Friday, 7 June 2013

Nicholas Briggs on Doctor Who: The Dalek Contract

Nicholas Briggs, the executive producer for Big Finish as well as a frequent writer, director, and voice artist, talks about a release where he does all four in the  latest issue of Vortex, the Big Finish magazine.

So Nick: big finale time. What can you tell us about The Dalek Contract/The Final Phase?

I can tell you that I actually cried buckets when I listened to them. Not very manly, I know. And a trifle self-indulgent, since I wrote and directed them. But the fact is that Alistair Lock has done such an amazing job at making them sound exactly like productions from the 1970s that I got hit by a huge wave of nostalgia. The score he’s composed sounds exactly like Dudley Simpson’s work for Genesis of the Daleks – which, to be fair, is precisely what I asked for. So really, I’m just thrilled that Alistair was talented enough to OBEY ME! Sorry, getting carried away there. The character is taking me over! But yes, it’s a big finale with all sorts kicking off. Most of the questions are answered, but not all! It sets up something for the future. The nicest thing for me is that we were able to get Romana to a point where she clearly wants to continue travelling with the Doctor. Mary Tamm made a point of telling me how much she loved these scripts, which was lovely to hear at the time, and it’s become something of a treasured memory for me now.

You first used the villainous Cuthbert in the Audio Visuals series; what’s different about him now? Will Audio Visuals fans have a head start on knowing who and what he is?

Everything you need to know about Cuthbert so far is in The Sands of Life, War Against the Laan and this Dalek finale. The essential character of Cuthbert, originally played by Barry Killerby in the Audio Visuals plays, is the same, right down to his liking chips. In fact, I develop that, with the addition of brown sauce – one of my weaknesses… I love brown sauce! Get me some now! Ahem, anyway…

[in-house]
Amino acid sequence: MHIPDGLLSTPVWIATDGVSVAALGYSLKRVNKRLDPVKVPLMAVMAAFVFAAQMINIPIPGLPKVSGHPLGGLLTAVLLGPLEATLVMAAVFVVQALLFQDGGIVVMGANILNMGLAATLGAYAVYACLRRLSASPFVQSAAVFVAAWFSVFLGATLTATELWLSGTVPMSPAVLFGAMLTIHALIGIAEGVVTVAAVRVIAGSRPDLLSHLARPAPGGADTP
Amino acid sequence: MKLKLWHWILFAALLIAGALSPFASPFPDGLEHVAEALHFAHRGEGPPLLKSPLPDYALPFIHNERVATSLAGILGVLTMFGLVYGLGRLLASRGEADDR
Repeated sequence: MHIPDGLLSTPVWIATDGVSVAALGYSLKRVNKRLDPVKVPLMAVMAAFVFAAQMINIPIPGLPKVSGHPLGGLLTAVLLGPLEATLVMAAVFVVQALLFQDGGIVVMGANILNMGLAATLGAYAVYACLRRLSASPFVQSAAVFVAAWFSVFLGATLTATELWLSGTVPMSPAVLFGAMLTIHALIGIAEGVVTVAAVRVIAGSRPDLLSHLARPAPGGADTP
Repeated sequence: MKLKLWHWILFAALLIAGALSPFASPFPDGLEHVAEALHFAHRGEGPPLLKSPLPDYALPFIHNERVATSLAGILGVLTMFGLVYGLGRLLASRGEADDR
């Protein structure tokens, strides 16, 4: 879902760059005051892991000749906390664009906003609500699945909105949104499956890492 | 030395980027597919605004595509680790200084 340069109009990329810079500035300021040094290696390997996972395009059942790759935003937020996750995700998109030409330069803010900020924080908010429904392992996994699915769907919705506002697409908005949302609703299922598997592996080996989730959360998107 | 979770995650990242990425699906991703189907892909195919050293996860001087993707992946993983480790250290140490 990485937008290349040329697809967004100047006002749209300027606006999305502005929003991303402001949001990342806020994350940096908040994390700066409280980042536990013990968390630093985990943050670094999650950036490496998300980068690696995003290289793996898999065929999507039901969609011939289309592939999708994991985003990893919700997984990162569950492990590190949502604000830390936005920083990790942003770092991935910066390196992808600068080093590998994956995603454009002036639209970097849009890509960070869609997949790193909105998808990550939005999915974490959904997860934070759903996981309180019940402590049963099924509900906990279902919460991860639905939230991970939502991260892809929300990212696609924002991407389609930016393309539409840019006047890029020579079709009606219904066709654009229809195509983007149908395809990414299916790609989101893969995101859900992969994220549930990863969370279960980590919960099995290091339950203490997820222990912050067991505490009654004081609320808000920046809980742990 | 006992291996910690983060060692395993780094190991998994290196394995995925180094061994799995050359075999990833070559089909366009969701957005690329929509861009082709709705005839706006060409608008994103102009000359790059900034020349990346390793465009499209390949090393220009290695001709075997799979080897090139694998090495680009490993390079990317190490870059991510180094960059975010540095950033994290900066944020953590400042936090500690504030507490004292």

What I’ve added to Cuthbert is a real mystery about who he is. There are many answers yet to come. But all you need to know for now is that he’s the head of a galactic corporation known as The Conglomerate and his business empire is tied up in the governments of a thousand worlds. He’s not an out-and-out villain. He does many good things; but essentially, he’s the worst kind of acquisitive capitalist. He will do whatever it takes to make a profit for his organisation and if he can cover it up, he doesn’t mind how bad the consequences are.

What has David Warner added to the role?

That’s the other ingredient I’ve added to Cuthbert: casting David Warner! He brings a real sense that this character is a powder keg that might blow at any moment. He’s just such a brilliant actor. The moment he opens his mouth, nuances flow forth and suddenly something that could have been just a stock villain gains extra dimensions.

How were Tom and Mary to work with on this story? Is Tom settling in well two series in?

Well, of course, some of this was recorded before and during the first series we did with Tom. So a lot of what you’re hearing here is his earliest work. People are always asking me what Tom’s like to work with. Everyone’s heard the old stories of him getting ratty and short-tempered on set in the old days. Tom talks about them too. So people always want me to tell them stories of terrible rows or of Tom throwing the script to the ground, likening it to whippet poo or something. But frankly, Tom is having a lovely time and is a joy to work with. We did exchange a few tense words about one little bit in this… I won’t give it away, but he had to do a different kind of thing for a scene and was quite uncomfortable with it. Oh, I’ll tell you. Basically, he has to sound like a Dalek. He wanted me to do it for him. But I said it kind of had to sound like him doing the voice. He was a bit reluctant to start with. But when he did it, it was great! Mary was as fun as ever. It’s true to say that we already knew she was ill, so we had to be careful not to wear her out. But I must say that she was so determined to do this. She was certainly up for doing more.